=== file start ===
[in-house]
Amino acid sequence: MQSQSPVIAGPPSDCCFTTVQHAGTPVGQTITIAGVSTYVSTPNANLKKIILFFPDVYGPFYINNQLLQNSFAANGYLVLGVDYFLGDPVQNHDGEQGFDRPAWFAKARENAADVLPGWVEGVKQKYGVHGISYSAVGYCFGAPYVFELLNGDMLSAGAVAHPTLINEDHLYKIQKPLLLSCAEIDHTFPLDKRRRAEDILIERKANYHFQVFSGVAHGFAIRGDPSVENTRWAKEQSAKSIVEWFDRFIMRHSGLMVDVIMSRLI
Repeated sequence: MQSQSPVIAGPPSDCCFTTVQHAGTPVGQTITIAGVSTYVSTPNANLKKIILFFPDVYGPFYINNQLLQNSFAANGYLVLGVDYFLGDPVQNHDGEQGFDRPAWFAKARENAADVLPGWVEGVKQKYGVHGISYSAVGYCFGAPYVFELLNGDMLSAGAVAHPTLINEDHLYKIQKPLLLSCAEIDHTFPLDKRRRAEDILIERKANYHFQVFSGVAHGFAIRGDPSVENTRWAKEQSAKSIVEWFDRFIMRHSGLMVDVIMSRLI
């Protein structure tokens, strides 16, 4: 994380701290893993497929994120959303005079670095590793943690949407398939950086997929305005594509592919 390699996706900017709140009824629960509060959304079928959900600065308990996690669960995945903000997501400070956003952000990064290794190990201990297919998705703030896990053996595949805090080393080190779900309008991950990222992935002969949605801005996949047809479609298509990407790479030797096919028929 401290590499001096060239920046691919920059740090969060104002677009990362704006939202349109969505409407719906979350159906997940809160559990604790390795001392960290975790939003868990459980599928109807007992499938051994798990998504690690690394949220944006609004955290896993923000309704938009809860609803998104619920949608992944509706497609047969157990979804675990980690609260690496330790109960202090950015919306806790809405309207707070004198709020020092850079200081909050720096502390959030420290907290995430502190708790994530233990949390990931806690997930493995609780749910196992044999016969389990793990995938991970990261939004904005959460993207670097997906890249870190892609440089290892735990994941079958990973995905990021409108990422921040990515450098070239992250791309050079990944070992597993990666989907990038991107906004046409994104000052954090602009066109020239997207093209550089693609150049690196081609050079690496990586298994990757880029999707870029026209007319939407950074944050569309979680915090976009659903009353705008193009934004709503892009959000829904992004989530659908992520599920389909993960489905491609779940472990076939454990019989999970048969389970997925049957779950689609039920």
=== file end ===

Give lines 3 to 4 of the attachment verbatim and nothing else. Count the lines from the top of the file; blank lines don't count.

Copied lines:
Repeated sequence: MQSQSPVIAGPPSDCCFTTVQHAGTPVGQTITIAGVSTYVSTPNANLKKIILFFPDVYGPFYINNQLLQNSFAANGYLVLGVDYFLGDPVQNHDGEQGFDRPAWFAKARENAADVLPGWVEGVKQKYGVHGISYSAVGYCFGAPYVFELLNGDMLSAGAVAHPTLINEDHLYKIQKPLLLSCAEIDHTFPLDKRRRAEDILIERKANYHFQVFSGVAHGFAIRGDPSVENTRWAKEQSAKSIVEWFDRFIMRHSGLMVDVIMSRLI
């Protein structure tokens, strides 16, 4: 994380701290893993497929994120959303005079670095590793943690949407398939950086997929305005594509592919 390699996706900017709140009824629960509060959304079928959900600065308990996690669960995945903000997501400070956003952000990064290794190990201990297919998705703030896990053996595949805090080393080190779900309008991950990222992935002969949605801005996949047809479609298509990407790479030797096919028929 401290590499001096060239920046691919920059740090969060104002677009990362704006939202349109969505409407719906979350159906997940809160559990604790390795001392960290975790939003868990459980599928109807007992499938051994798990998504690690690394949220944006609004955290896993923000309704938009809860609803998104619920949608992944509706497609047969157990979804675990980690609260690496330790109960202090950015919306806790809405309207707070004198709020020092850079200081909050720096502390959030420290907290995430502190708790994530233990949390990931806690997930493995609780749910196992044999016969389990793990995938991970990261939004904005959460993207670097997906890249870190892609440089290892735990994941079958990973995905990021409108990422921040990515450098070239992250791309050079990944070992597993990666989907990038991107906004046409994104000052954090602009066109020239997207093209550089693609150049690196081609050079690496990586298994990757880029999707870029026209007319939407950074944050569309979680915090976009659903009353705008193009934004709503892009959000829904992004989530659908992520599920389909993960489905491609779940472990076939454990019989999970048969389970997925049957779950689609039920």